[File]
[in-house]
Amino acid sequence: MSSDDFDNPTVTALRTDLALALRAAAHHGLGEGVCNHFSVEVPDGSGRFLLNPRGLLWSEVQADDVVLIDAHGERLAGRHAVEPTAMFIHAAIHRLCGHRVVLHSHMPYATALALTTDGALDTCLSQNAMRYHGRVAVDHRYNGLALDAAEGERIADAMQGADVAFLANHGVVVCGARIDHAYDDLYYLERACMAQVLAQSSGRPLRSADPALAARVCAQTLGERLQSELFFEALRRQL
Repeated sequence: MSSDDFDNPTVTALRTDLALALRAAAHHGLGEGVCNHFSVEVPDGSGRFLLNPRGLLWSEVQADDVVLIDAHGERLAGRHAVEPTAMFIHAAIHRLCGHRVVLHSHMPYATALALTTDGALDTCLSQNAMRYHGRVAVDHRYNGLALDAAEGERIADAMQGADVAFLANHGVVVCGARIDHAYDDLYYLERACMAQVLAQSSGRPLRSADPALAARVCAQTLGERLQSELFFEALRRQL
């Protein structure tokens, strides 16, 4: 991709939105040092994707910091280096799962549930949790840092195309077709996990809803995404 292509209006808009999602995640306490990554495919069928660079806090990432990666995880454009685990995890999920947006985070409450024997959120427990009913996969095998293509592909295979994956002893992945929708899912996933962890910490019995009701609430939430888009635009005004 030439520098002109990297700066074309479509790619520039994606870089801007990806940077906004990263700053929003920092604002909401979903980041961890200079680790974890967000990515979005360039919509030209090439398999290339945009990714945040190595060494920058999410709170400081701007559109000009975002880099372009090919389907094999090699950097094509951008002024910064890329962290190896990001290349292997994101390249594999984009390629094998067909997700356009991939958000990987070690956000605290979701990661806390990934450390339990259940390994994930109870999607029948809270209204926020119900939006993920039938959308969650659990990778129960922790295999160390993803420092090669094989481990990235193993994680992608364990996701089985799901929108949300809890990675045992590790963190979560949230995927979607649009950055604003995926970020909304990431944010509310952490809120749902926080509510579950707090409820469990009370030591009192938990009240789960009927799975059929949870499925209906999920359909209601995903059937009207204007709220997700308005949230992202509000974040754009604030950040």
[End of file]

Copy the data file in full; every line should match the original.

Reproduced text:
[in-house]
Amino acid sequence: MSSDDFDNPTVTALRTDLALALRAAAHHGLGEGVCNHFSVEVPDGSGRFLLNPRGLLWSEVQADDVVLIDAHGERLAGRHAVEPTAMFIHAAIHRLCGHRVVLHSHMPYATALALTTDGALDTCLSQNAMRYHGRVAVDHRYNGLALDAAEGERIADAMQGADVAFLANHGVVVCGARIDHAYDDLYYLERACMAQVLAQSSGRPLRSADPALAARVCAQTLGERLQSELFFEALRRQL
Repeated sequence: MSSDDFDNPTVTALRTDLALALRAAAHHGLGEGVCNHFSVEVPDGSGRFLLNPRGLLWSEVQADDVVLIDAHGERLAGRHAVEPTAMFIHAAIHRLCGHRVVLHSHMPYATALALTTDGALDTCLSQNAMRYHGRVAVDHRYNGLALDAAEGERIADAMQGADVAFLANHGVVVCGARIDHAYDDLYYLERACMAQVLAQSSGRPLRSADPALAARVCAQTLGERLQSELFFEALRRQL
């Protein structure tokens, strides 16, 4: 991709939105040092994707910091280096799962549930949790840092195309077709996990809803995404 292509209006808009999602995640306490990554495919069928660079806090990432990666995880454009685990995890999920947006985070409450024997959120427990009913996969095998293509592909295979994956002893992945929708899912996933962890910490019995009701609430939430888009635009005004 030439520098002109990297700066074309479509790619520039994606870089801007990806940077906004990263700053929003920092604002909401979903980041961890200079680790974890967000990515979005360039919509030209090439398999290339945009990714945040190595060494920058999410709170400081701007559109000009975002880099372009090919389907094999090699950097094509951008002024910064890329962290190896990001290349292997994101390249594999984009390629094998067909997700356009991939958000990987070690956000605290979701990661806390990934450390339990259940390994994930109870999607029948809270209204926020119900939006993920039938959308969650659990990778129960922790295999160390993803420092090669094989481990990235193993994680992608364990996701089985799901929108949300809890990675045992590790963190979560949230995927979607649009950055604003995926970020909304990431944010509310952490809120749902926080509510579950707090409820469990009370030591009192938990009240789960009927799975059929949870499925209906999920359909209601995903059937009207204007709220997700308005949230992202509000974040754009604030950040």